Last week I was at the University of Waikato Professional Development Day for secondary school economics teachers. As well as presentations they showed work done by undergraduate students. Starting in 2011, students in ECON100 Business Economics and the New Zealand Economy have been given the opportunity to complete a video project as part of the assessment for the paper. Below is the students’ Choice Award for Best Video:
US Fed Chairman Ben Bernanke could really take a leaf out of former US Fed Chairman Paul Volcker’s book. In the 1970‘s the US economy was going through a period of stagflation – high unemployment and high inflation (both over 10%). Volcker believed that inflation was one of the worst of all economic evils and that it hinged on the growth of the money supply. He therefore began to target inflation which in turn would break people’s inflationary expectations. With this in mind he tightened the money supply and the prime interest rate reached 21.5% – the economy went into a nosedive. However the policy worked and inflation fell from 11% in 1979 to 3% in 1983 and subsequently with this lower inflation rate unemployment fell to 5.3% by 1989.
Today the US economy has 2.6% inflation and 9.6% unemployment and the current Fed policy, like that used in the pre-Volcker era, doesn’t seem to be working. According to Professor Christina Romer in the New York Times, Bernanke needs to be like Volcker and set a new policy framework which, this time, targets nominal gross domestic product which in turn would favour job creation. In the US normal output growth is around 2.5% and the inflation around the 2% so a target of 4.5% GDP would seem appropriate. How Professor Romer would see it operate would be like this:
The Fed would start from some normal year — like 2007 — and say that nominal G.D.P. should have grown at 4 1/2 percent annually since then, and should keep growing at that pace. Because of the recession and the unusually low inflation in 2009 and 2010, nominal G.D.P. today is about 10 percent below that path. Adopting nominal G.D.P. targeting commits the Fed to eliminating this gap.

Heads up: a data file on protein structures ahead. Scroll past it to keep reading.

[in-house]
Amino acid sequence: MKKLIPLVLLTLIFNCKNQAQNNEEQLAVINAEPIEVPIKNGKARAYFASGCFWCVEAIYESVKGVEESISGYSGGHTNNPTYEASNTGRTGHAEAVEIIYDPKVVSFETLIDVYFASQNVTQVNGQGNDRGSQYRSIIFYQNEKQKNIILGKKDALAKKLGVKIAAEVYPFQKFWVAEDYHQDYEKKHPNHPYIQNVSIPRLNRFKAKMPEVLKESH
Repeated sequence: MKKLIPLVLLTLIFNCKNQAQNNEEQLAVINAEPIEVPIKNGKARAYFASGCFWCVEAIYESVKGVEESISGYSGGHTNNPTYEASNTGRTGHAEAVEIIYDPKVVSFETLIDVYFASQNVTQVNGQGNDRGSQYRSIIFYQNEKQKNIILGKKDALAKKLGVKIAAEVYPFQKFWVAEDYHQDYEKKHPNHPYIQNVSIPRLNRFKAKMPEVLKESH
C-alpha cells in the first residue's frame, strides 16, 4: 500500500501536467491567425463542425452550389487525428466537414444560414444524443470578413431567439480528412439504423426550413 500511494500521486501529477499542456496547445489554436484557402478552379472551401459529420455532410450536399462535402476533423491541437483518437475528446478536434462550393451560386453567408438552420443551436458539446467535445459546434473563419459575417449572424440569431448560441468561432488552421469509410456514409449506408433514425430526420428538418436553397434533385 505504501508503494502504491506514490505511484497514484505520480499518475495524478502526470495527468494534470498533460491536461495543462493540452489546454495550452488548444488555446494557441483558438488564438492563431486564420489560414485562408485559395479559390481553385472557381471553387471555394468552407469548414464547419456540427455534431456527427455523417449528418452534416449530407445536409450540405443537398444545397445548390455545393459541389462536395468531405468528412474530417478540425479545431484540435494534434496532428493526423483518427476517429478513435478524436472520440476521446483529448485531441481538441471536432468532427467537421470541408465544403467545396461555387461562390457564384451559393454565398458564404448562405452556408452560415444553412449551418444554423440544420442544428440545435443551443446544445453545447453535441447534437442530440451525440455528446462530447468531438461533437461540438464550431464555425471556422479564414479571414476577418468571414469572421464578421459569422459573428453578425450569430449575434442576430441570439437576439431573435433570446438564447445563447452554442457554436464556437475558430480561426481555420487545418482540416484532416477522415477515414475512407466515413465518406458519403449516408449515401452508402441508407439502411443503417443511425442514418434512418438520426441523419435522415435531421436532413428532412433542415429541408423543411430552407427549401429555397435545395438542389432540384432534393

How would this help to heal the economy? Like the Volcker money target, it would be a powerful communication tool. By pledging to do whatever it takes to return nominal G.D.P. to its pre-crisis trajectory, the Fed could improve confidence and expectations of future growth.
The expected increase in inflation would effect inflationary expectations but a small increase in inflation would be beneficial as it would lower borrowing costs and encourage spending a large budgetary items.
Even if we went through a time of slightly elevated inflation, the Fed shouldn’t lose credibility as a guardian of price stability. That’s because once the economy returned to the target path, Fed policy — a commitment to ensuring nominal G.D.P. growth of 4 1/2 percent — would restrain inflation. Assuming normal real growth, the implied inflation target would be 2 percent — just what it is today.
Other policies within the framework include:
Quantitative Easing – printing more money
Lower the US$ – makes exports more competitive
Would this work today to reduce unemployment? I suppose the US Fed are currently running out of policy options and like Volcker in the 1980’s there needs to be a quiet revolution in the Fed’s thinking. I don’t mean the shock therapy used in Latin American countries but a realigning of the objectives of ecoomic policy. It seems that the bold measures of Volcker in 1980’s and Roosevelt in the 1930’s actaully brought the US economy out of its depressed state but in both periods of time the process involved a lot hardship and protest. I just wonder if the US Fed is prepared to go through this pain again? As President Reagan said about the recession the US economy was about to go through in the 1980’s -
“If not now, when? If not us, who?”
However The Economist has a different point of view with regard to targeting nominal gross domestic product – NGDP.
Asking central banks to ditch inflation targeting and to pursue another goal could do more harm than good particularly if it left people less certain about the central bank’s ultimate commitment to prudence and stability. That is why a switch to NGDP targeting, whatever its virtues, should not be undertaken lightly.